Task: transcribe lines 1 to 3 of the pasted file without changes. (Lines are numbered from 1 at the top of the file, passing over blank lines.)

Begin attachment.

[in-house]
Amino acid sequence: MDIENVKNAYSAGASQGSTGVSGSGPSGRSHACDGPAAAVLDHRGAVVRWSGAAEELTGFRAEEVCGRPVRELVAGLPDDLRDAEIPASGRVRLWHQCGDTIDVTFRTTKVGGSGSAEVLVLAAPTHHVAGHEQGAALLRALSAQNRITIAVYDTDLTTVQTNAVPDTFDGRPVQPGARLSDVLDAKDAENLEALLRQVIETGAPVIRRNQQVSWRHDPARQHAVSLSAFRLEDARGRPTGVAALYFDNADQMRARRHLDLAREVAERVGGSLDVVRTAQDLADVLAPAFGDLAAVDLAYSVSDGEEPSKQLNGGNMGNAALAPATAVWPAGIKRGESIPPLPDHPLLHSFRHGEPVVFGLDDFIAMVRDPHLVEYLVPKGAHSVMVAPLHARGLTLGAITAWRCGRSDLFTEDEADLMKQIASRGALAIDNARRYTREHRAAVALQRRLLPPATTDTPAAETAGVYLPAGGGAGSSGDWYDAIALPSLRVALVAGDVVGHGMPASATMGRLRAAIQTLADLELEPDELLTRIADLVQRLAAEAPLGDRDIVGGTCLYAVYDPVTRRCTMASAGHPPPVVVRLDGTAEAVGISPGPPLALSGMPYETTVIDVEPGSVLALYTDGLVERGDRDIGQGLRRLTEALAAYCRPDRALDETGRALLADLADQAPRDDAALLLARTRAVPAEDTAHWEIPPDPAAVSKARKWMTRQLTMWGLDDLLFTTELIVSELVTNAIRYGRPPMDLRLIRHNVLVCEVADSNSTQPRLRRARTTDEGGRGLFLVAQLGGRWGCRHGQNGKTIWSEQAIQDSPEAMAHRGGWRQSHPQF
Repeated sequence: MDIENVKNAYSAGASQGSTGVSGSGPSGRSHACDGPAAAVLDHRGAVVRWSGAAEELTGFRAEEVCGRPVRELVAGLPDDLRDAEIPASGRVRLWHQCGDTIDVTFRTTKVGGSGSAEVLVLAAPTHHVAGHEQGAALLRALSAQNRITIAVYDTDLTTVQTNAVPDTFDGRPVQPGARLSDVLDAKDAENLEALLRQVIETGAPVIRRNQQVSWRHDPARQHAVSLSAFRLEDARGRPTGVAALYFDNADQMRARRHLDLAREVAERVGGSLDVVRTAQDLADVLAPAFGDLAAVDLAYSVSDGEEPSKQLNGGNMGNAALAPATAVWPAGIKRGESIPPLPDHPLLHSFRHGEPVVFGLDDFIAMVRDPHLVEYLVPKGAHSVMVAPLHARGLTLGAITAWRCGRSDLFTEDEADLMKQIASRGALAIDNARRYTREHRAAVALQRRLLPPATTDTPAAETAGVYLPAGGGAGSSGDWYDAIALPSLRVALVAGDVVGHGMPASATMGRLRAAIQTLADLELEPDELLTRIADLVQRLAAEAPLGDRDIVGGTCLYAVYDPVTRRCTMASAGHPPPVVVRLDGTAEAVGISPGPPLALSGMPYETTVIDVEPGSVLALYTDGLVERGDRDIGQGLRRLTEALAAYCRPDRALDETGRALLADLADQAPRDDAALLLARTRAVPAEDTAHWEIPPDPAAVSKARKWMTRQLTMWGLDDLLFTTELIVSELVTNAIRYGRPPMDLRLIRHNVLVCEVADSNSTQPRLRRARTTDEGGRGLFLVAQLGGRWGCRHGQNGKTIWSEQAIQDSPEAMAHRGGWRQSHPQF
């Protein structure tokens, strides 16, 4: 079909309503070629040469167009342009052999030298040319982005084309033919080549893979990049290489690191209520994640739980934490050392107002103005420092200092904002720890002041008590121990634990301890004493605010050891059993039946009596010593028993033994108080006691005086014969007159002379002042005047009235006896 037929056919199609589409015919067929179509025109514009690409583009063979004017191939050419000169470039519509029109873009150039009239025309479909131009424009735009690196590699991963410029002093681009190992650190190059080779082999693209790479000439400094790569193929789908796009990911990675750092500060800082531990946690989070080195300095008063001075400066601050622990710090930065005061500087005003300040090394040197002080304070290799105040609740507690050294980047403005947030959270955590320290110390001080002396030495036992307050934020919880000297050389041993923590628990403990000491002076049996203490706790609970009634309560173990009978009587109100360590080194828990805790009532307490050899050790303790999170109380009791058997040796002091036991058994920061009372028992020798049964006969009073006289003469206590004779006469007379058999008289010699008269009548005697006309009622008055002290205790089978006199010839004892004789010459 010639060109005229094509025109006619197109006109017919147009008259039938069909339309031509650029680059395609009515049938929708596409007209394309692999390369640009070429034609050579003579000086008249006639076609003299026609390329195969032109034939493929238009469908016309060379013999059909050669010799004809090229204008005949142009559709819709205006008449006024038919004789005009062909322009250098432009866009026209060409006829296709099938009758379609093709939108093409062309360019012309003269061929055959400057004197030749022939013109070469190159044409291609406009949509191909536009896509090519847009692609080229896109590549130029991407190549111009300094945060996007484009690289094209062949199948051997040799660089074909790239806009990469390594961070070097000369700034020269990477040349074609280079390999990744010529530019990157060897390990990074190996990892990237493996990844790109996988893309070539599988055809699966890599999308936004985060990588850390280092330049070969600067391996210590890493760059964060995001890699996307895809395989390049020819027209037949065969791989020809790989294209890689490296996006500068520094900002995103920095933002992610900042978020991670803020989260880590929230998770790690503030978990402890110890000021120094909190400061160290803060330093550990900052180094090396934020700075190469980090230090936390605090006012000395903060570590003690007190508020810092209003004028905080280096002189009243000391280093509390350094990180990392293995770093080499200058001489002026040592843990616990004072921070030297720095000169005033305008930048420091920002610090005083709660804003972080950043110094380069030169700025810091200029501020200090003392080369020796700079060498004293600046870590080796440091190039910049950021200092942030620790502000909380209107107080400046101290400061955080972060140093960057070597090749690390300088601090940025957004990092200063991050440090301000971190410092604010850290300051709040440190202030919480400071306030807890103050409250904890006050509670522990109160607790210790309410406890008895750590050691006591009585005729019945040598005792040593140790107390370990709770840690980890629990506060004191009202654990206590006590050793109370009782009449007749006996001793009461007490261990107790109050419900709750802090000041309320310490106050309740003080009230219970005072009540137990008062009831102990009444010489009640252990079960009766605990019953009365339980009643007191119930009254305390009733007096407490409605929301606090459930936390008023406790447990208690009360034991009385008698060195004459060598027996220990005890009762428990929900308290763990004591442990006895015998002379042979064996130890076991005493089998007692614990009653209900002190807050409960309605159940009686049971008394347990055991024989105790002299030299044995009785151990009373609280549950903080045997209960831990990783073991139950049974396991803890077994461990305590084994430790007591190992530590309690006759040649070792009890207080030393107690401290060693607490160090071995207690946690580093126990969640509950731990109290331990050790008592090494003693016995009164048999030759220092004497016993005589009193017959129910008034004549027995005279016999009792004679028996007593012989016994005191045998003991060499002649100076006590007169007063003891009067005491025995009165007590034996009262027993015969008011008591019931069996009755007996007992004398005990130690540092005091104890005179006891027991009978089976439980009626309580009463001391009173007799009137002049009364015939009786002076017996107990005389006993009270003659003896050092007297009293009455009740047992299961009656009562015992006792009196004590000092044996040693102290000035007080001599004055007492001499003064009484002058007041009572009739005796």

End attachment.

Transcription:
[in-house]
Amino acid sequence: MDIENVKNAYSAGASQGSTGVSGSGPSGRSHACDGPAAAVLDHRGAVVRWSGAAEELTGFRAEEVCGRPVRELVAGLPDDLRDAEIPASGRVRLWHQCGDTIDVTFRTTKVGGSGSAEVLVLAAPTHHVAGHEQGAALLRALSAQNRITIAVYDTDLTTVQTNAVPDTFDGRPVQPGARLSDVLDAKDAENLEALLRQVIETGAPVIRRNQQVSWRHDPARQHAVSLSAFRLEDARGRPTGVAALYFDNADQMRARRHLDLAREVAERVGGSLDVVRTAQDLADVLAPAFGDLAAVDLAYSVSDGEEPSKQLNGGNMGNAALAPATAVWPAGIKRGESIPPLPDHPLLHSFRHGEPVVFGLDDFIAMVRDPHLVEYLVPKGAHSVMVAPLHARGLTLGAITAWRCGRSDLFTEDEADLMKQIASRGALAIDNARRYTREHRAAVALQRRLLPPATTDTPAAETAGVYLPAGGGAGSSGDWYDAIALPSLRVALVAGDVVGHGMPASATMGRLRAAIQTLADLELEPDELLTRIADLVQRLAAEAPLGDRDIVGGTCLYAVYDPVTRRCTMASAGHPPPVVVRLDGTAEAVGISPGPPLALSGMPYETTVIDVEPGSVLALYTDGLVERGDRDIGQGLRRLTEALAAYCRPDRALDETGRALLADLADQAPRDDAALLLARTRAVPAEDTAHWEIPPDPAAVSKARKWMTRQLTMWGLDDLLFTTELIVSELVTNAIRYGRPPMDLRLIRHNVLVCEVADSNSTQPRLRRARTTDEGGRGLFLVAQLGGRWGCRHGQNGKTIWSEQAIQDSPEAMAHRGGWRQSHPQF
Repeated sequence: MDIENVKNAYSAGASQGSTGVSGSGPSGRSHACDGPAAAVLDHRGAVVRWSGAAEELTGFRAEEVCGRPVRELVAGLPDDLRDAEIPASGRVRLWHQCGDTIDVTFRTTKVGGSGSAEVLVLAAPTHHVAGHEQGAALLRALSAQNRITIAVYDTDLTTVQTNAVPDTFDGRPVQPGARLSDVLDAKDAENLEALLRQVIETGAPVIRRNQQVSWRHDPARQHAVSLSAFRLEDARGRPTGVAALYFDNADQMRARRHLDLAREVAERVGGSLDVVRTAQDLADVLAPAFGDLAAVDLAYSVSDGEEPSKQLNGGNMGNAALAPATAVWPAGIKRGESIPPLPDHPLLHSFRHGEPVVFGLDDFIAMVRDPHLVEYLVPKGAHSVMVAPLHARGLTLGAITAWRCGRSDLFTEDEADLMKQIASRGALAIDNARRYTREHRAAVALQRRLLPPATTDTPAAETAGVYLPAGGGAGSSGDWYDAIALPSLRVALVAGDVVGHGMPASATMGRLRAAIQTLADLELEPDELLTRIADLVQRLAAEAPLGDRDIVGGTCLYAVYDPVTRRCTMASAGHPPPVVVRLDGTAEAVGISPGPPLALSGMPYETTVIDVEPGSVLALYTDGLVERGDRDIGQGLRRLTEALAAYCRPDRALDETGRALLADLADQAPRDDAALLLARTRAVPAEDTAHWEIPPDPAAVSKARKWMTRQLTMWGLDDLLFTTELIVSELVTNAIRYGRPPMDLRLIRHNVLVCEVADSNSTQPRLRRARTTDEGGRGLFLVAQLGGRWGCRHGQNGKTIWSEQAIQDSPEAMAHRGGWRQSHPQF